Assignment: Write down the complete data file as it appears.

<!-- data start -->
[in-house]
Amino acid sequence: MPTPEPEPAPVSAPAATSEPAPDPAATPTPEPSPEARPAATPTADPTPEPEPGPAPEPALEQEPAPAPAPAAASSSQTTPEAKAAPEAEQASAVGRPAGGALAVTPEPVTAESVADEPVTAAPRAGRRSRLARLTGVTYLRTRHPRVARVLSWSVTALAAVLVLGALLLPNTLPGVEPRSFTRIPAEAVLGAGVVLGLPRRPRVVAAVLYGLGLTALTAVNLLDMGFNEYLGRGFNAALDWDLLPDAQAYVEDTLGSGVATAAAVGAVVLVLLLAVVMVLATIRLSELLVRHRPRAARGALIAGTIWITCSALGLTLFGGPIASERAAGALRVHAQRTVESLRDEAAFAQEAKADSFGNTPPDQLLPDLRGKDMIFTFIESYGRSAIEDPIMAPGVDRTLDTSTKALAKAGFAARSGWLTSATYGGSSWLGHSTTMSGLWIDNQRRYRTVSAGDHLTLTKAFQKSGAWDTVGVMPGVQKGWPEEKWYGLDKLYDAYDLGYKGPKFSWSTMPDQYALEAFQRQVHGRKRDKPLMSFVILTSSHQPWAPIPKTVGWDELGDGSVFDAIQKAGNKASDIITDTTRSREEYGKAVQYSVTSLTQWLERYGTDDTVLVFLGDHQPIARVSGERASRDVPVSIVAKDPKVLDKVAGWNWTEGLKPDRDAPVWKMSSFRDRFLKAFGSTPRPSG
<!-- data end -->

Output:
[in-house]
Amino acid sequence: MPTPEPEPAPVSAPAATSEPAPDPAATPTPEPSPEARPAATPTADPTPEPEPGPAPEPALEQEPAPAPAPAAASSSQTTPEAKAAPEAEQASAVGRPAGGALAVTPEPVTAESVADEPVTAAPRAGRRSRLARLTGVTYLRTRHPRVARVLSWSVTALAAVLVLGALLLPNTLPGVEPRSFTRIPAEAVLGAGVVLGLPRRPRVVAAVLYGLGLTALTAVNLLDMGFNEYLGRGFNAALDWDLLPDAQAYVEDTLGSGVATAAAVGAVVLVLLLAVVMVLATIRLSELLVRHRPRAARGALIAGTIWITCSALGLTLFGGPIASERAAGALRVHAQRTVESLRDEAAFAQEAKADSFGNTPPDQLLPDLRGKDMIFTFIESYGRSAIEDPIMAPGVDRTLDTSTKALAKAGFAARSGWLTSATYGGSSWLGHSTTMSGLWIDNQRRYRTVSAGDHLTLTKAFQKSGAWDTVGVMPGVQKGWPEEKWYGLDKLYDAYDLGYKGPKFSWSTMPDQYALEAFQRQVHGRKRDKPLMSFVILTSSHQPWAPIPKTVGWDELGDGSVFDAIQKAGNKASDIITDTTRSREEYGKAVQYSVTSLTQWLERYGTDDTVLVFLGDHQPIARVSGERASRDVPVSIVAKDPKVLDKVAGWNWTEGLKPDRDAPVWKMSSFRDRFLKAFGSTPRPSG